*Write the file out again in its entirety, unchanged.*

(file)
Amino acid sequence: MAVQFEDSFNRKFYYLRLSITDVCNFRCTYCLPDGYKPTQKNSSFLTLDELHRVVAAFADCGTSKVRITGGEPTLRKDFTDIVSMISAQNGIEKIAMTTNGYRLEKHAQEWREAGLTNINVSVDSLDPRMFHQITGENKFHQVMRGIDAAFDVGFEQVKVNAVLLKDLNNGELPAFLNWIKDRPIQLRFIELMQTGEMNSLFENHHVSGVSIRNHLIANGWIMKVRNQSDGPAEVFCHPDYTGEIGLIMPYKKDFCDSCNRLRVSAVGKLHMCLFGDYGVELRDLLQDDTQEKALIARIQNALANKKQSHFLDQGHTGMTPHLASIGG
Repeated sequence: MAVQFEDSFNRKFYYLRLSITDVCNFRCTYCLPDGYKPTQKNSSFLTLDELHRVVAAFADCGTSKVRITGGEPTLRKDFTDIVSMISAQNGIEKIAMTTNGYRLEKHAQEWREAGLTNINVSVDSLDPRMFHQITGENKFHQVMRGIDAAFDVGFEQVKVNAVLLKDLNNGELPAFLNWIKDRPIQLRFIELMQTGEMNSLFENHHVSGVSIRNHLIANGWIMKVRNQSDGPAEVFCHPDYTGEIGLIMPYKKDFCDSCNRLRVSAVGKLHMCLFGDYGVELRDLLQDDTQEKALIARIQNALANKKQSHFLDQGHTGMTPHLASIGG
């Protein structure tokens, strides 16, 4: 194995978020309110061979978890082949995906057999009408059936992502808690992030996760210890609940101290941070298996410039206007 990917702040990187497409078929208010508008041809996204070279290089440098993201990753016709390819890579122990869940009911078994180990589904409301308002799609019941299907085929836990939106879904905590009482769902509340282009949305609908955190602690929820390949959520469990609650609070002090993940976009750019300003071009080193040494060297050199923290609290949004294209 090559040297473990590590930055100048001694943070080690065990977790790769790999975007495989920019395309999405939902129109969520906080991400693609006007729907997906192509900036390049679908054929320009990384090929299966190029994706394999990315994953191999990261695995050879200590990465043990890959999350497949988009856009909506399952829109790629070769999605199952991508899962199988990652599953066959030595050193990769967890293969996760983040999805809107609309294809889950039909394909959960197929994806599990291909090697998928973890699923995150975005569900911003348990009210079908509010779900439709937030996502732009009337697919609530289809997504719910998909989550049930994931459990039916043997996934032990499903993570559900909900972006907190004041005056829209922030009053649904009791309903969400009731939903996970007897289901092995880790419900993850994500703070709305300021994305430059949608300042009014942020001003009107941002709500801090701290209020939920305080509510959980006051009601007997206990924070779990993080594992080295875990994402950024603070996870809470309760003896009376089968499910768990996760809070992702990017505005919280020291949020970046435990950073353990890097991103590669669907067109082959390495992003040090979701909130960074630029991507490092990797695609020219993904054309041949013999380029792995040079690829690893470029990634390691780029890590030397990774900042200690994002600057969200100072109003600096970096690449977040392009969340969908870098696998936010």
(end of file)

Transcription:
Amino acid sequence: MAVQFEDSFNRKFYYLRLSITDVCNFRCTYCLPDGYKPTQKNSSFLTLDELHRVVAAFADCGTSKVRITGGEPTLRKDFTDIVSMISAQNGIEKIAMTTNGYRLEKHAQEWREAGLTNINVSVDSLDPRMFHQITGENKFHQVMRGIDAAFDVGFEQVKVNAVLLKDLNNGELPAFLNWIKDRPIQLRFIELMQTGEMNSLFENHHVSGVSIRNHLIANGWIMKVRNQSDGPAEVFCHPDYTGEIGLIMPYKKDFCDSCNRLRVSAVGKLHMCLFGDYGVELRDLLQDDTQEKALIARIQNALANKKQSHFLDQGHTGMTPHLASIGG
Repeated sequence: MAVQFEDSFNRKFYYLRLSITDVCNFRCTYCLPDGYKPTQKNSSFLTLDELHRVVAAFADCGTSKVRITGGEPTLRKDFTDIVSMISAQNGIEKIAMTTNGYRLEKHAQEWREAGLTNINVSVDSLDPRMFHQITGENKFHQVMRGIDAAFDVGFEQVKVNAVLLKDLNNGELPAFLNWIKDRPIQLRFIELMQTGEMNSLFENHHVSGVSIRNHLIANGWIMKVRNQSDGPAEVFCHPDYTGEIGLIMPYKKDFCDSCNRLRVSAVGKLHMCLFGDYGVELRDLLQDDTQEKALIARIQNALANKKQSHFLDQGHTGMTPHLASIGG
């Protein structure tokens, strides 16, 4: 194995978020309110061979978890082949995906057999009408059936992502808690992030996760210890609940101290941070298996410039206007 990917702040990187497409078929208010508008041809996204070279290089440098993201990753016709390819890579122990869940009911078994180990589904409301308002799609019941299907085929836990939106879904905590009482769902509340282009949305609908955190602690929820390949959520469990609650609070002090993940976009750019300003071009080193040494060297050199923290609290949004294209 090559040297473990590590930055100048001694943070080690065990977790790769790999975007495989920019395309999405939902129109969520906080991400693609006007729907997906192509900036390049679908054929320009990384090929299966190029994706394999990315994953191999990261695995050879200590990465043990890959999350497949988009856009909506399952829109790629070769999605199952991508899962199988990652599953066959030595050193990769967890293969996760983040999805809107609309294809889950039909394909959960197929994806599990291909090697998928973890699923995150975005569900911003348990009210079908509010779900439709937030996502732009009337697919609530289809997504719910998909989550049930994931459990039916043997996934032990499903993570559900909900972006907190004041005056829209922030009053649904009791309903969400009731939903996970007897289901092995880790419900993850994500703070709305300021994305430059949608300042009014942020001003009107941002709500801090701290209020939920305080509510959980006051009601007997206990924070779990993080594992080295875990994402950024603070996870809470309760003896009376089968499910768990996760809070992702990017505005919280020291949020970046435990950073353990890097991103590669669907067109082959390495992003040090979701909130960074630029991507490092990797695609020219993904054309041949013999380029792995040079690829690893470029990634390691780029890590030397990774900042200690994002600057969200100072109003600096970096690449977040392009969340969908870098696998936010």